Fast Company

Analysts: Case Closed on Antennagate

iphone4-antennaSteve Jobs closed Apple's iPhone 4 antennagate affair with a press presentation last Friday, and though portions of the media are still fretting over the matter, one group of important stakeholders are convinced it's over: analysts. 

Different opinions have been stirred up by Job's explanation to the press, and while Consumer Reports is still puzzlingly confident in their unscientific "no recommended buy" investigation, other media players--like Dilbert creator Scott Adams--were won over by Jobs' skill in explaining what was going on in clever, measured, scientific terms. 

iPhone sales seem to have been pretty high throughout the affair, so the buying public didn't appear to need convincing--it was possibly a media storm in a teacup, and Jobs himself even acknowledged this effect several times during the press event, at one point going so far as noting Apple needs "you guys [the invited press] to help" quell the furor. Apart from the general public, the other people Apple needed to convince was the financial players on the world's markets. These individuals, who partly determine how Apple's fiscal health, had been getting nervous about the potential costs of an iPhone device recall.

But no more: As noted over at SeekingAlpha, many analysts have rallied around the tech giant and its charismatic CEO after Friday's event, and are sticking by their "buy" recommendations on Apple stock. Well known Apple analyst Gene Munster at Piper Jaffray noted that "we believe the company adequately proved the antenna issue is an industry-wide proble, and the case solution is of minimal cost to Apple." Other analysts felt the same, and felt that Apple's stock, which had taken a bit of a beating thanks to antennagate, is definitely worth buying as it'll now recover, and continue to rise. Given that the phone is about to launch in many other nations, this is an important indicator that the matter is pretty much closed. 

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2 Comments

  • John Lalande

    How is Consumer Reports' confidence "puzzling?" or their recommendation "unscientific?" They ran tests which clearly show a problem with the antenna. A problem that other phones do not have, despite Steve's claims to the contrary.

    I guess if you click through the two layers of CNET articles, you can find out about the *one* "RF engineer" who disputes Consumer Report's test: Bob Egan, who used to work with wireless RF engineering once upon a time, but is now a stock analyst/Apple fanboi who had some quibbles as to how the test was performed. I haven't seen any other RF engineers step forward to take issue with the test results. And why would they? Even Egan says he can't say that the iPhone4 doesn't have an antenna problem.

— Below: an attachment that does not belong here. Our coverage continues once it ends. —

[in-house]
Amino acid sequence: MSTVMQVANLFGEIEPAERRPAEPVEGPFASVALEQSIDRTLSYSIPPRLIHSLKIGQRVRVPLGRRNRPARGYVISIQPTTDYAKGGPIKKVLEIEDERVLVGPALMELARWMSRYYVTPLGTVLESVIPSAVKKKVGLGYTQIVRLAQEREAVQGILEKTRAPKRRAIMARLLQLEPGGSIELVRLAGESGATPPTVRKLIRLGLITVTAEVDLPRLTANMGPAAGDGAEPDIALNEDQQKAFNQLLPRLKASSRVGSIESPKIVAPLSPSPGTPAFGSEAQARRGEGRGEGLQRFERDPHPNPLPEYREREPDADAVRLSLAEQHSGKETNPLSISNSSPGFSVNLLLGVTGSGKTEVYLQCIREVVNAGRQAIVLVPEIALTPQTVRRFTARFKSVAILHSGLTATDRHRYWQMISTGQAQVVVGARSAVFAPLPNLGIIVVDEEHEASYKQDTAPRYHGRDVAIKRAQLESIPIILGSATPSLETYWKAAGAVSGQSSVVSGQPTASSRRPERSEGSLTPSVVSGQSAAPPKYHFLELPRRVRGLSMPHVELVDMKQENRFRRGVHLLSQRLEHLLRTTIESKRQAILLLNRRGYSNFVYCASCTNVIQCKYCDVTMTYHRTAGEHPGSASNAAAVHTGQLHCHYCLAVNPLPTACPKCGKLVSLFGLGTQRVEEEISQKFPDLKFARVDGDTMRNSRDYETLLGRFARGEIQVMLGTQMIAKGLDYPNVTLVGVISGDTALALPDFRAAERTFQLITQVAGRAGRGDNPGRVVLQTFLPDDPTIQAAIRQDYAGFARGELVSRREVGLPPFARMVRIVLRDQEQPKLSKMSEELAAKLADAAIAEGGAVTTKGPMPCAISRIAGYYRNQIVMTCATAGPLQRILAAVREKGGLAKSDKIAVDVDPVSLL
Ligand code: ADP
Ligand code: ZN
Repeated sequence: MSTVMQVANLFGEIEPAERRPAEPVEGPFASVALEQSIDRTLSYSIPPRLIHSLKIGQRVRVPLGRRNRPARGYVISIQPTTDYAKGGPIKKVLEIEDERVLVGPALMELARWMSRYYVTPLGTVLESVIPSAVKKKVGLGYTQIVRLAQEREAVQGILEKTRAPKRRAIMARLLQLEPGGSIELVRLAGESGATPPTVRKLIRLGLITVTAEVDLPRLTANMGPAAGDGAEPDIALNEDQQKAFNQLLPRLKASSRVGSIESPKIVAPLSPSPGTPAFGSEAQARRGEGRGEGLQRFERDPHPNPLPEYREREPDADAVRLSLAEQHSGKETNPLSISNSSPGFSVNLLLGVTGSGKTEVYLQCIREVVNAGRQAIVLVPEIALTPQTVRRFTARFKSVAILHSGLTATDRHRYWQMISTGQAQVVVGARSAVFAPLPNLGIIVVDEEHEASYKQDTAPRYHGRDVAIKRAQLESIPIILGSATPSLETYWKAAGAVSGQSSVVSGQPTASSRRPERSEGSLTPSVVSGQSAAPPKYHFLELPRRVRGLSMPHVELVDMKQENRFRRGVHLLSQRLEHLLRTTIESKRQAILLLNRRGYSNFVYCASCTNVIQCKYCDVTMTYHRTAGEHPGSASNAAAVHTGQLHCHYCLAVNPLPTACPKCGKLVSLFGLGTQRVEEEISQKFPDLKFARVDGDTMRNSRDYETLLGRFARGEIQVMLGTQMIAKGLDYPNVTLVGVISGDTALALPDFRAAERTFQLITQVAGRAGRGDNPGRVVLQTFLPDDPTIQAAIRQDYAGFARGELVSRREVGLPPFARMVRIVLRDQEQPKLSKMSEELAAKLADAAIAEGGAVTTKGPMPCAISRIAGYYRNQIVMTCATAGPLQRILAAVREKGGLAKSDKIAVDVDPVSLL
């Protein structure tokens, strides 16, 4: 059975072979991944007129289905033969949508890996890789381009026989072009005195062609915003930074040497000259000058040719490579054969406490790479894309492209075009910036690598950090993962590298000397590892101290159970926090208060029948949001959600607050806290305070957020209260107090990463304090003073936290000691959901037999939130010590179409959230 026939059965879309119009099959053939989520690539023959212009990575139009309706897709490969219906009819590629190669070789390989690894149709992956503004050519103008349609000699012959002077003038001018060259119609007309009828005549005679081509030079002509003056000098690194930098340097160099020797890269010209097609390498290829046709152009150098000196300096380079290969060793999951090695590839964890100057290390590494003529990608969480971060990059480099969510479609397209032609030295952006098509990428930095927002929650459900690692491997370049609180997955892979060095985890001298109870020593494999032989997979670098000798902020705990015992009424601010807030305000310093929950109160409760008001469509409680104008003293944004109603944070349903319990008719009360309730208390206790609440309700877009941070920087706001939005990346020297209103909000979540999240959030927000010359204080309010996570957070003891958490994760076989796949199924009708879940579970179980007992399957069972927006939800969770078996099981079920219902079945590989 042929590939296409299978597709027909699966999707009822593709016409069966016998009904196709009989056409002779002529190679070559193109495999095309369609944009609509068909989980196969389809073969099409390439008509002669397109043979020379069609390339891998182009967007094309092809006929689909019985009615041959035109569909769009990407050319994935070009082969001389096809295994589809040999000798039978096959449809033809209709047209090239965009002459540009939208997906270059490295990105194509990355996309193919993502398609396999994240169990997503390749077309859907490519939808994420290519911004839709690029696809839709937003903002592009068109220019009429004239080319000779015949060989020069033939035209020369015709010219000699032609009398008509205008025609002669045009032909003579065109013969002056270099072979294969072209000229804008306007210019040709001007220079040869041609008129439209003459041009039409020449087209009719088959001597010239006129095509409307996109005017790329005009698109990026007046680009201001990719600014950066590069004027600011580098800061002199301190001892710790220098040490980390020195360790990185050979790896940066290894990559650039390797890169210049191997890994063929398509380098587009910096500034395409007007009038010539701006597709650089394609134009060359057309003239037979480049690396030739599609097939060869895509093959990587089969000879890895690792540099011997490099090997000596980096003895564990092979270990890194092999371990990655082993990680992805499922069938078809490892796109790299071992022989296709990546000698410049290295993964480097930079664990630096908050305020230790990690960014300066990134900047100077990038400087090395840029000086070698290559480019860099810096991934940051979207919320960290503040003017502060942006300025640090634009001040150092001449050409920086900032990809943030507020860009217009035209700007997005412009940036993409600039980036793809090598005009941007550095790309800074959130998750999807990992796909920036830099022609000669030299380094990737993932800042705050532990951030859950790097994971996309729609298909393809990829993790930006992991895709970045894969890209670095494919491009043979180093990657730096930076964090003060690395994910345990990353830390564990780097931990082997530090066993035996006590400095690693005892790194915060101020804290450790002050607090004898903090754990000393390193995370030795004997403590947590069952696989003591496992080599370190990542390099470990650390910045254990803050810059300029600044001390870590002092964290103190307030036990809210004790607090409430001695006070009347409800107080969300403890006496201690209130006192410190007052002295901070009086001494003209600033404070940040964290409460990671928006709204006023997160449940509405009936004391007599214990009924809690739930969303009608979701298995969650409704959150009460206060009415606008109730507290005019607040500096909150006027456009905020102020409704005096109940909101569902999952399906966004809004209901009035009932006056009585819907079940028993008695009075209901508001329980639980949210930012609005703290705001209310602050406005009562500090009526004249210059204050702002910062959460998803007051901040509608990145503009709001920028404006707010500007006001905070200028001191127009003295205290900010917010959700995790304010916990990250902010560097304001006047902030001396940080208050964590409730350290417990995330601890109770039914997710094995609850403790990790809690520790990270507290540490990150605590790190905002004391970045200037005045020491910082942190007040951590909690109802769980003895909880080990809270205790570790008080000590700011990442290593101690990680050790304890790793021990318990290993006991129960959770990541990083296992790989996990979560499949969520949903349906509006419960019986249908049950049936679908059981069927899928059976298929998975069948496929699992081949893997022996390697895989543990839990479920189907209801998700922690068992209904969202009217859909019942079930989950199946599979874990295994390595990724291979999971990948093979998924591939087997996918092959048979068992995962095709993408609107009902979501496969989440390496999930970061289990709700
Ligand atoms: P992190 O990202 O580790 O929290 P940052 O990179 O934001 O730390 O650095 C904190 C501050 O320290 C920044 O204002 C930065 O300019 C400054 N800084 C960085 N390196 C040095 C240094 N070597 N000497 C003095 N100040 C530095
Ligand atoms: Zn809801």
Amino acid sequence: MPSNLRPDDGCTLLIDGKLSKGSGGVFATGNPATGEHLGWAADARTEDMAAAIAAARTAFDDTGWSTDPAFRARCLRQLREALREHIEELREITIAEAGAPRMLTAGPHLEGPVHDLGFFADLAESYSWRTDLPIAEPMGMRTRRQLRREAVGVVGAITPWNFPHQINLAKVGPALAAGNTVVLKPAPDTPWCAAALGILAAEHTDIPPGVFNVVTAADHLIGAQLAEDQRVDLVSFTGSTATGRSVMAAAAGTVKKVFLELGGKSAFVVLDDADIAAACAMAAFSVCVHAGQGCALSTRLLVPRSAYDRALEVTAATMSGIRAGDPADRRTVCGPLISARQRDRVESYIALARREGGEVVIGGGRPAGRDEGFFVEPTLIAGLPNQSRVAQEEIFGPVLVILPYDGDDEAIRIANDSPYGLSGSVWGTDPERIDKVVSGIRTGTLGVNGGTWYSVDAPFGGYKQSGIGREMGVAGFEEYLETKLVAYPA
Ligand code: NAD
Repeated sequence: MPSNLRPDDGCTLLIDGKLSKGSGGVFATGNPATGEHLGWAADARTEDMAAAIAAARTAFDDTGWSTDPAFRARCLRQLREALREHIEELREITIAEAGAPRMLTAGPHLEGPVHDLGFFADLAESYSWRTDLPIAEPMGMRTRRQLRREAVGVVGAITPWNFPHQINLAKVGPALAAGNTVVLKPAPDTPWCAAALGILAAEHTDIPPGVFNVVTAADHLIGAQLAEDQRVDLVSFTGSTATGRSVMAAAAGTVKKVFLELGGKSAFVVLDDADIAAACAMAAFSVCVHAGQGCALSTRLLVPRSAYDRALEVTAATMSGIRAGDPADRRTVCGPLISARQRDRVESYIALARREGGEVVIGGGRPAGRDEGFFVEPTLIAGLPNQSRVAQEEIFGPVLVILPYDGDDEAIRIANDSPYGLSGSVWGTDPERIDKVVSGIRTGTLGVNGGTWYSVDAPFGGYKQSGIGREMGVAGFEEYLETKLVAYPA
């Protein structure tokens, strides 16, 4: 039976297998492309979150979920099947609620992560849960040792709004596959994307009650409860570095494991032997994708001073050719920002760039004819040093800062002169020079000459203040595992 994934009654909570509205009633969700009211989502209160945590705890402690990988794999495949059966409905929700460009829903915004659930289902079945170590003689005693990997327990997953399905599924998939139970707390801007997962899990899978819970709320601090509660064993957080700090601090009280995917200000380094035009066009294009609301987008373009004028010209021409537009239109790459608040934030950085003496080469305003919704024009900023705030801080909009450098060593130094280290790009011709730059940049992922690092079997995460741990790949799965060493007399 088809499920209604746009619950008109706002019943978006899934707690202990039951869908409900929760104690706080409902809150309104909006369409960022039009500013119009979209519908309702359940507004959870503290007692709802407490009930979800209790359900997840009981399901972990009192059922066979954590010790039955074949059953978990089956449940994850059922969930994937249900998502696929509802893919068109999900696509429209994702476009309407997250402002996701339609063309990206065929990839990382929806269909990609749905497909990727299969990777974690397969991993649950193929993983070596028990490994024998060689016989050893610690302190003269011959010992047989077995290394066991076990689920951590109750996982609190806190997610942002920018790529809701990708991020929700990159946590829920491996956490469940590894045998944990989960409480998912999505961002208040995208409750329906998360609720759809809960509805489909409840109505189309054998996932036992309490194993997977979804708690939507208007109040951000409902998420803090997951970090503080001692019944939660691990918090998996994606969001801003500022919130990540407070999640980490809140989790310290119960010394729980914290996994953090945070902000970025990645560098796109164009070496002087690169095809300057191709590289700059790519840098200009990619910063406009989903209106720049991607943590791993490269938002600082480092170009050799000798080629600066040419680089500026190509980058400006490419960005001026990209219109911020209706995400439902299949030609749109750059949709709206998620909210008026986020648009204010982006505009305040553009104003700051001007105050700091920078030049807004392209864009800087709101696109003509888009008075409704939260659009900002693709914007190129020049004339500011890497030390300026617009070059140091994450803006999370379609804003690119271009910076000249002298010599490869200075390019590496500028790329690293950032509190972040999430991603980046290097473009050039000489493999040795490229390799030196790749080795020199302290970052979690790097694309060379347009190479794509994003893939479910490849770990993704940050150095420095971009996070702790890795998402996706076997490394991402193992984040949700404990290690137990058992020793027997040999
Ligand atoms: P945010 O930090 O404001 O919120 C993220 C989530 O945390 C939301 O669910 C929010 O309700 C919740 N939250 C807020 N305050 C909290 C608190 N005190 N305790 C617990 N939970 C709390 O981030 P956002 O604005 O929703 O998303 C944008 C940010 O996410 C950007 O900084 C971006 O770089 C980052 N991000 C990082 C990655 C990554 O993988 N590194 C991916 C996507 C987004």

The iPhone 4 has a clear-as-day hardware design flaw. It's the first phone to have an antenna built into the shell of the phone and Apple missed the fact that bridging the two antennas ruins reception. Missed it, most likely, because they tested the phones in plastic cases so that if they left them at a bar people would think it was an iPhone 3. Oops.

    I also love that the one "media player" you can come up with to take Apple's side is Scott Adams. Yeah, I loved Dilbert as much as the next guy 10 years ago when it was still funny, but "media player?" Uh, sure.

    I will say that Steve Jobs did a nice little song and dance and snowed the press and analysts. That's what Apple and Steve are best at: marketing. Who else would get away with offering a fix for a problem while claiming the problem doesn't exist? It'd be like Ford offering a free fire extinguisher with each Pinto but not admitting that there was a underlying reason you might need to use the extinguisher. But this is just a cell phone, not a flaming death trap, and Apple's devotees will gobble up whatever line of bull Apple shovels their way.

    We'll see how they do in court in the inevitable class action lawsuit and how happ

  • Adrian Bashford

    As a former user of Consumer Reports, I can honestly say their opinion, that once meant something, now means nothing. Too many other ways to find out about products.

    Their recent reaction to Apple Antenna-gate and Toyota recalls says it all.